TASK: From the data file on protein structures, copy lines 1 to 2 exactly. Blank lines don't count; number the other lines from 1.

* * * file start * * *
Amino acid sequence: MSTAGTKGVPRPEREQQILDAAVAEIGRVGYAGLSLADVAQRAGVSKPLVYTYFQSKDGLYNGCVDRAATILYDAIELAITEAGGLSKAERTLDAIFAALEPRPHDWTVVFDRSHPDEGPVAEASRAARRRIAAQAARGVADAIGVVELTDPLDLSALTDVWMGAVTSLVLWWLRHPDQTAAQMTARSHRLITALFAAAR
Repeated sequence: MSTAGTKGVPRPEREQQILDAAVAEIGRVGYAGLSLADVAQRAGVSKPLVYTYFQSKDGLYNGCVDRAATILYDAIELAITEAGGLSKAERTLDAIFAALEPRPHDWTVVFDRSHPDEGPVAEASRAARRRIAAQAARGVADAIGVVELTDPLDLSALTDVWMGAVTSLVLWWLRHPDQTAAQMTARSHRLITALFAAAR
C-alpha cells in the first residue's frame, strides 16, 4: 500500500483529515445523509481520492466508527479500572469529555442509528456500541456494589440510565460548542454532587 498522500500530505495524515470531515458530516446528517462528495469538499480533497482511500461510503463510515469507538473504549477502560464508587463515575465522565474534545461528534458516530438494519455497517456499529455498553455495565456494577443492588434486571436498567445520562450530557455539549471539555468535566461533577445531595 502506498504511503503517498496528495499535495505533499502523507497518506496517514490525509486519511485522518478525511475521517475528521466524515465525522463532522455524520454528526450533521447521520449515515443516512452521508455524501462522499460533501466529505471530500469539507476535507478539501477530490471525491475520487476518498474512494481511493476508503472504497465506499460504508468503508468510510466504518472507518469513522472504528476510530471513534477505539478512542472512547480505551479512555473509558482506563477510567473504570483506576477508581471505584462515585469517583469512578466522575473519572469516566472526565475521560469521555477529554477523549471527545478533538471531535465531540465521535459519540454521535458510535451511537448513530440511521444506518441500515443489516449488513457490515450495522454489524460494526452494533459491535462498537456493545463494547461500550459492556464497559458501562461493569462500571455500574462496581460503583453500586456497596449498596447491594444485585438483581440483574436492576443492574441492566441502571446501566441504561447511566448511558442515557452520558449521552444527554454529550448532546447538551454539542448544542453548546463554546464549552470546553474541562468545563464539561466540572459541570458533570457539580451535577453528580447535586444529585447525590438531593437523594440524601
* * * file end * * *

Amino acid sequence: MSTAGTKGVPRPEREQQILDAAVAEIGRVGYAGLSLADVAQRAGVSKPLVYTYFQSKDGLYNGCVDRAATILYDAIELAITEAGGLSKAERTLDAIFAALEPRPHDWTVVFDRSHPDEGPVAEASRAARRRIAAQAARGVADAIGVVELTDPLDLSALTDVWMGAVTSLVLWWLRHPDQTAAQMTARSHRLITALFAAAR
Repeated sequence: MSTAGTKGVPRPEREQQILDAAVAEIGRVGYAGLSLADVAQRAGVSKPLVYTYFQSKDGLYNGCVDRAATILYDAIELAITEAGGLSKAERTLDAIFAALEPRPHDWTVVFDRSHPDEGPVAEASRAARRRIAAQAARGVADAIGVVELTDPLDLSALTDVWMGAVTSLVLWWLRHPDQTAAQMTARSHRLITALFAAAR